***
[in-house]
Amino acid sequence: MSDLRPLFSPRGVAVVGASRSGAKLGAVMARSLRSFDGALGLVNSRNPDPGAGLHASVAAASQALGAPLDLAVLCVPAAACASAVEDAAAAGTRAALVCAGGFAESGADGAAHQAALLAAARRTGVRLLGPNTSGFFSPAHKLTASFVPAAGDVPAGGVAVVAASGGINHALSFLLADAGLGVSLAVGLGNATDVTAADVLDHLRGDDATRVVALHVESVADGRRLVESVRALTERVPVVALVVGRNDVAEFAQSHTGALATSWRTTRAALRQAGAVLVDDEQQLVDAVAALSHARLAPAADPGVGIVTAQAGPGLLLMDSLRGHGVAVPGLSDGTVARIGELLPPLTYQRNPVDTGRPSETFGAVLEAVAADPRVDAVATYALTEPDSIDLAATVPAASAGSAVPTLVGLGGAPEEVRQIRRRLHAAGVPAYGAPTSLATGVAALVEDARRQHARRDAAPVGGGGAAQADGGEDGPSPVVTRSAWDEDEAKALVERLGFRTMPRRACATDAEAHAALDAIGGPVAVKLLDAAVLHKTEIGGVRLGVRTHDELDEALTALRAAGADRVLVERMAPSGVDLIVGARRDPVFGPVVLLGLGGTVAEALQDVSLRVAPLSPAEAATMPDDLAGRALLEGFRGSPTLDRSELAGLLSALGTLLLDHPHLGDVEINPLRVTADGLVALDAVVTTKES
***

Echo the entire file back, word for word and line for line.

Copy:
[in-house]
Amino acid sequence: MSDLRPLFSPRGVAVVGASRSGAKLGAVMARSLRSFDGALGLVNSRNPDPGAGLHASVAAASQALGAPLDLAVLCVPAAACASAVEDAAAAGTRAALVCAGGFAESGADGAAHQAALLAAARRTGVRLLGPNTSGFFSPAHKLTASFVPAAGDVPAGGVAVVAASGGINHALSFLLADAGLGVSLAVGLGNATDVTAADVLDHLRGDDATRVVALHVESVADGRRLVESVRALTERVPVVALVVGRNDVAEFAQSHTGALATSWRTTRAALRQAGAVLVDDEQQLVDAVAALSHARLAPAADPGVGIVTAQAGPGLLLMDSLRGHGVAVPGLSDGTVARIGELLPPLTYQRNPVDTGRPSETFGAVLEAVAADPRVDAVATYALTEPDSIDLAATVPAASAGSAVPTLVGLGGAPEEVRQIRRRLHAAGVPAYGAPTSLATGVAALVEDARRQHARRDAAPVGGGGAAQADGGEDGPSPVVTRSAWDEDEAKALVERLGFRTMPRRACATDAEAHAALDAIGGPVAVKLLDAAVLHKTEIGGVRLGVRTHDELDEALTALRAAGADRVLVERMAPSGVDLIVGARRDPVFGPVVLLGLGGTVAEALQDVSLRVAPLSPAEAATMPDDLAGRALLEGFRGSPTLDRSELAGLLSALGTLLLDHPHLGDVEINPLRVTADGLVALDAVVTTKES